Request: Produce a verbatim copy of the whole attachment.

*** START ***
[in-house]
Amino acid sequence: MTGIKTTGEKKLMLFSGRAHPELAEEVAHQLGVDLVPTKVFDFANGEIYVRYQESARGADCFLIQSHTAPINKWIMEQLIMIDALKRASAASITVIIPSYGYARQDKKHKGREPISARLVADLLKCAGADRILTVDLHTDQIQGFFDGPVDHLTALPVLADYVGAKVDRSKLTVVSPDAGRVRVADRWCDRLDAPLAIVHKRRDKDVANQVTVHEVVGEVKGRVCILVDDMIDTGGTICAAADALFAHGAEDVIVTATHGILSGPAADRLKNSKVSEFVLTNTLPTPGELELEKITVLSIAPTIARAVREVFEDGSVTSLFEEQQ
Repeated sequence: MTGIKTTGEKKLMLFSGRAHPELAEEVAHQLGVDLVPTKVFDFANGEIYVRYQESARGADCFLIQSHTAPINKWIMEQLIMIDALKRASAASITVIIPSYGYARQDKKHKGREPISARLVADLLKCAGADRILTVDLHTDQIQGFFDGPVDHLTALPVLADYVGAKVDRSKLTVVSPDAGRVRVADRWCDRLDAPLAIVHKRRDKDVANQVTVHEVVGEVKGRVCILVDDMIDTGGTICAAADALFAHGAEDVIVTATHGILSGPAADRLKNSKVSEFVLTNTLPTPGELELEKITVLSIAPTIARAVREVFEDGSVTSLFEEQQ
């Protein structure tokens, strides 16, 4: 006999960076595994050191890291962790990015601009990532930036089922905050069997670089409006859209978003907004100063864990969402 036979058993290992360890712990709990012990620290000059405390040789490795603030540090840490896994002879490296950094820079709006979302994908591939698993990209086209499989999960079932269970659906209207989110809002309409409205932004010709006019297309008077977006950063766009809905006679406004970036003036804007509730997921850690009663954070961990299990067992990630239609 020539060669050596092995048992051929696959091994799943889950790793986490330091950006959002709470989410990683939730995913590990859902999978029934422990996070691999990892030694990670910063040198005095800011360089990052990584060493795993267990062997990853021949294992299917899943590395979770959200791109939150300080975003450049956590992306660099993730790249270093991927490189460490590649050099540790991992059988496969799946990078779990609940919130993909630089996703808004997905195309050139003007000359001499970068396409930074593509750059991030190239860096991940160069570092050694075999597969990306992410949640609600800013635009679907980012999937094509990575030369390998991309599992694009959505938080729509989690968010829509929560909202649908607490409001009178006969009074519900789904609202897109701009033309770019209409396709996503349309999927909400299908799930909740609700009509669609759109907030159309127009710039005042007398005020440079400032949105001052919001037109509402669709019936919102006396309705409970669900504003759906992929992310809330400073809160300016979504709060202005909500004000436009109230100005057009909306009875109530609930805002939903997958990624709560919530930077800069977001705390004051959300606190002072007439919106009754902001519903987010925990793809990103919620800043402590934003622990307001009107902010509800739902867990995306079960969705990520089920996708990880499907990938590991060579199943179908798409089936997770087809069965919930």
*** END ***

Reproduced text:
[in-house]
Amino acid sequence: MTGIKTTGEKKLMLFSGRAHPELAEEVAHQLGVDLVPTKVFDFANGEIYVRYQESARGADCFLIQSHTAPINKWIMEQLIMIDALKRASAASITVIIPSYGYARQDKKHKGREPISARLVADLLKCAGADRILTVDLHTDQIQGFFDGPVDHLTALPVLADYVGAKVDRSKLTVVSPDAGRVRVADRWCDRLDAPLAIVHKRRDKDVANQVTVHEVVGEVKGRVCILVDDMIDTGGTICAAADALFAHGAEDVIVTATHGILSGPAADRLKNSKVSEFVLTNTLPTPGELELEKITVLSIAPTIARAVREVFEDGSVTSLFEEQQ
Repeated sequence: MTGIKTTGEKKLMLFSGRAHPELAEEVAHQLGVDLVPTKVFDFANGEIYVRYQESARGADCFLIQSHTAPINKWIMEQLIMIDALKRASAASITVIIPSYGYARQDKKHKGREPISARLVADLLKCAGADRILTVDLHTDQIQGFFDGPVDHLTALPVLADYVGAKVDRSKLTVVSPDAGRVRVADRWCDRLDAPLAIVHKRRDKDVANQVTVHEVVGEVKGRVCILVDDMIDTGGTICAAADALFAHGAEDVIVTATHGILSGPAADRLKNSKVSEFVLTNTLPTPGELELEKITVLSIAPTIARAVREVFEDGSVTSLFEEQQ
């Protein structure tokens, strides 16, 4: 006999960076595994050191890291962790990015601009990532930036089922905050069997670089409006859209978003907004100063864990969402 036979058993290992360890712990709990012990620290000059405390040789490795603030540090840490896994002879490296950094820079709006979302994908591939698993990209086209499989999960079932269970659906209207989110809002309409409205932004010709006019297309008077977006950063766009809905006679406004970036003036804007509730997921850690009663954070961990299990067992990630239609 020539060669050596092995048992051929696959091994799943889950790793986490330091950006959002709470989410990683939730995913590990859902999978029934422990996070691999990892030694990670910063040198005095800011360089990052990584060493795993267990062997990853021949294992299917899943590395979770959200791109939150300080975003450049956590992306660099993730790249270093991927490189460490590649050099540790991992059988496969799946990078779990609940919130993909630089996703808004997905195309050139003007000359001499970068396409930074593509750059991030190239860096991940160069570092050694075999597969990306992410949640609600800013635009679907980012999937094509990575030369390998991309599992694009959505938080729509989690968010829509929560909202649908607490409001009178006969009074519900789904609202897109701009033309770019209409396709996503349309999927909400299908799930909740609700009509669609759109907030159309127009710039005042007398005020440079400032949105001052919001037109509402669709019936919102006396309705409970669900504003759906992929992310809330400073809160300016979504709060202005909500004000436009109230100005057009909306009875109530609930805002939903997958990624709560919530930077800069977001705390004051959300606190002072007439919106009754902001519903987010925990793809990103919620800043402590934003622990307001009107902010509800739902867990995306079960969705990520089920996708990880499907990938590991060579199943179908798409089936997770087809069965919930």